But beginning in the 1990s Leonard put away the choirs and baroque instrumentation and wrote some of the best music of his career. My favorite album from this period is 1992’s The Future, which gifted us with “Closing Time,” “The Anthem” (probably his most-quoted song, even by people who have never heard it), and “Democracy.” Cohen’s lyrics have become wide-ranging, referential, and universal in scope and subject, the way you might think of Walt Whitman as being universal, without ever losing their sharpness. Take this verse from “Democracy”:

“It’s coming through a crack in the wall

On a visionary flood of alcohol

From the staggering account of the Sermon on the Mount

Which I don’t pretend to understand at all

It’s coming from the silence on the dock of the bay

From the brave, the bold, the battered heart of Chevrolet

Democracy is coming

To the USA”

It’s all here: Leonard’s allusiveness, his sly humor, imagery that comes at you out of nowhere, his obsession with religion, his knack for playing one final joke on the listener. It may seem like an odd song to pull out of the Cohen catalogue but it exemplifies who he was and what made him a rare genius in contemporary popular music.

Seven Shows to Comfort Your Soul During a Gloomy Week

lorelaiI don’t know if you’ve heard, but it’s been a rough week for a lot of people. I’ve spoken with friends who haven’t eaten or slept, which seems like the wrong approach. When the soul is anxious, it’s right and good to treat yourself to a foot massage and a whiskey-infused sweet tea slush. And a comforting show can be a balm to the soul. Here are seven shows to calm you and take your mind off our inevitable deaths:

Gilmore Girls
You’re a young, bookish person reading an essay about comforting TV, so I won’t insult your intelligence by pretending you haven’t already watched this. But let’s take a moment to appreciate its excellence. From the beginning, Gilmore Girls had a couple of things going for it: the relationship between its two leads, the sassy, weird-dancing, bad-at-relationships Lorelai and her teenage daughter, Rory; and a masterful sense of place. Stars Hollow is just about the coziest place on TV, maybe the coziest place there ever was, with its townhall meetings and its coffee and its jobless troubadour wandering the streets singing songs that are oddly relevant to the characters’ lives. You want to go back there, don’t you? Luckily you can, on Thanksgiving. (available on Netflix).

Friday Night Lights
Yeah, it’s a show about football, or whatever, and yeah, there’s some drama, but it’s the kind of drama you want in your life: the kind that involves Coach Eric Taylor looking at you gruffly with a twinkle of unspoken love, and Tami Taylor reaching for your hand over a cup of tea in her kitchen during a late-night heart-to-heart. (Why are kids always knocking on their door in the middle of the night? Do they not know that they have jobs?). Plus, it’s got some of the best depictions of beautiful west Texas and the working-class you’ll ever see on TV. (available on Hulu and Netflix).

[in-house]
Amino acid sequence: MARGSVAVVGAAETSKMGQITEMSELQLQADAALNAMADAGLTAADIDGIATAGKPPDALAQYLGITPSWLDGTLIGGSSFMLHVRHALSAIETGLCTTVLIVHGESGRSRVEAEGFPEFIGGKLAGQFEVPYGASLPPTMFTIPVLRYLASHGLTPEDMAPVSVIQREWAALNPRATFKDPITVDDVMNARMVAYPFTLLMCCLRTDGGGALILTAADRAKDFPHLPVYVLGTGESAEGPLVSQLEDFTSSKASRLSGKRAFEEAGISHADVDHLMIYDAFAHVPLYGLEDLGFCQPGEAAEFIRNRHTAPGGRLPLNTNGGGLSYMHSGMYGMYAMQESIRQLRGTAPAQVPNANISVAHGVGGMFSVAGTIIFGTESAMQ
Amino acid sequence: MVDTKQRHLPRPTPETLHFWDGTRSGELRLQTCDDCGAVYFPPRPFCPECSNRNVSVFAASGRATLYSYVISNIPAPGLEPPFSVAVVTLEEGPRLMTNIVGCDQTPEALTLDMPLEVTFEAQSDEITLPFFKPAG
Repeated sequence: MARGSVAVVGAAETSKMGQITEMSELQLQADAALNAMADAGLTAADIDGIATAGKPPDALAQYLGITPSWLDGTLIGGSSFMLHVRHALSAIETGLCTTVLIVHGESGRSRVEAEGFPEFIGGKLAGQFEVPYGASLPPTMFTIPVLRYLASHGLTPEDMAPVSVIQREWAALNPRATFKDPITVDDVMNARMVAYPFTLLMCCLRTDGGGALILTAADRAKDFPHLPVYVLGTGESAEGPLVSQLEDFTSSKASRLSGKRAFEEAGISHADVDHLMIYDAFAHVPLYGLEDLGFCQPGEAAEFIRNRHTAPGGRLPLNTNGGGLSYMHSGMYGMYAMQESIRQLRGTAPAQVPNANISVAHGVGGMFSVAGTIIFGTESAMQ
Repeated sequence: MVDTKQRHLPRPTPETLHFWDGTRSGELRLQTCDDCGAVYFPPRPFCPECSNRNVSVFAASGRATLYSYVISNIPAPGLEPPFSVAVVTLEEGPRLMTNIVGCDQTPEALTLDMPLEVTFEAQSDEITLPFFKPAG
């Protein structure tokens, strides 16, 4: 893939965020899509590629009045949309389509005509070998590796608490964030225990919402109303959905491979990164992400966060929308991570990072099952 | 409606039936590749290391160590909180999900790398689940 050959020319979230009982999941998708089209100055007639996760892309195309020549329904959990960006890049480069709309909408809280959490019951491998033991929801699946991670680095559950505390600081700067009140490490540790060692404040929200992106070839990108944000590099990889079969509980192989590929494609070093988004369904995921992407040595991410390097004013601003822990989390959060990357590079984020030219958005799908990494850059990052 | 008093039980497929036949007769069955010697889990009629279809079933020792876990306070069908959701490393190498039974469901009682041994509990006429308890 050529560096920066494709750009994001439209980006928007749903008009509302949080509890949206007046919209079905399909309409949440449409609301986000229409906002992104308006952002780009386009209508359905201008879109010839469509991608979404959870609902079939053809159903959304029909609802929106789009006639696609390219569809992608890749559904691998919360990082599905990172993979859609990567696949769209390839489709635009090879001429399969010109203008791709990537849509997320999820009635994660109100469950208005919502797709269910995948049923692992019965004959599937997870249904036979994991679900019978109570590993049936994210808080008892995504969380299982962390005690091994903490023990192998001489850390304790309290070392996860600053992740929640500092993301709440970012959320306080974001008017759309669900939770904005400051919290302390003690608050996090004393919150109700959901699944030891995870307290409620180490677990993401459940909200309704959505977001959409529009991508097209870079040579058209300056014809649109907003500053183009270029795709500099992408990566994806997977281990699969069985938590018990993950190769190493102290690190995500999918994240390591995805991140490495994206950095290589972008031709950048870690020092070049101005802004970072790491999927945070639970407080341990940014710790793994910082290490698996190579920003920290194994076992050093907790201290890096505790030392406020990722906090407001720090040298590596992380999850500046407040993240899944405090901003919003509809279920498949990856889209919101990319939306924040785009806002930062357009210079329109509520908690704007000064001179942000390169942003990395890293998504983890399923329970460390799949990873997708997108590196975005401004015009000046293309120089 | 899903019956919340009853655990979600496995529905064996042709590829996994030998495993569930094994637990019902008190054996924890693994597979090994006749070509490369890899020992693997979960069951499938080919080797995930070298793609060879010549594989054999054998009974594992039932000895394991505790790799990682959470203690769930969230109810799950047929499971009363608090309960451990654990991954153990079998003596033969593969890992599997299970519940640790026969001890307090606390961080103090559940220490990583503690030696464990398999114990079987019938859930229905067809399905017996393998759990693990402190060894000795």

queenThe Crown
The Crown is wonderfully dull. It moves at a snail’s pace. Whole scenes are taken up by fancy men and women in fancy clothes reciting their long titles to each other. No one (except the Queen Mum) comes out and says what they’re thinking; instead they stand there staring at each other for minutes at a time, and eventually one of them (usually Elizabeth) will twitch her mouth slightly to express anger. Have I convinced you to watch it yet? Good, because you should. (available on Netflix).

mast-foyles-s7-hires
Foyle’s War
Imagine a show about a police detective living in idyllic rural Britain during the war. He uncovers evidence of corruption in the police force or at a local restaurant or wherever. He punishes the culprits by glowering at them with his sad eyes, a sadness that somehow conveys Righteousness and Justice and the Infinite Sorrows of Our Lord. It is a fate worse than prison. Also he has a spunky driver who chauffers him around and helps him crack the case. It is better than The Wire. Could such a show exist in this vale of tears? It exists. (recently taken off Netflix).

Chopped
I love this show. Love everything about it: the one contestant in each episode who obviously has no idea how to cook but somehow hangs on until the third round. The judge with his gently menacing smile and glasses that seem to change color between episodes. “Chopped” delivers the illusion of drama while never threatening you in any way. It’s a remarkably soothing experience, like watching Michael Kitchen play guitar for an hour. (select episodes are available on Netflix and the Food Network’s website).

Agatha Christie’s Poirot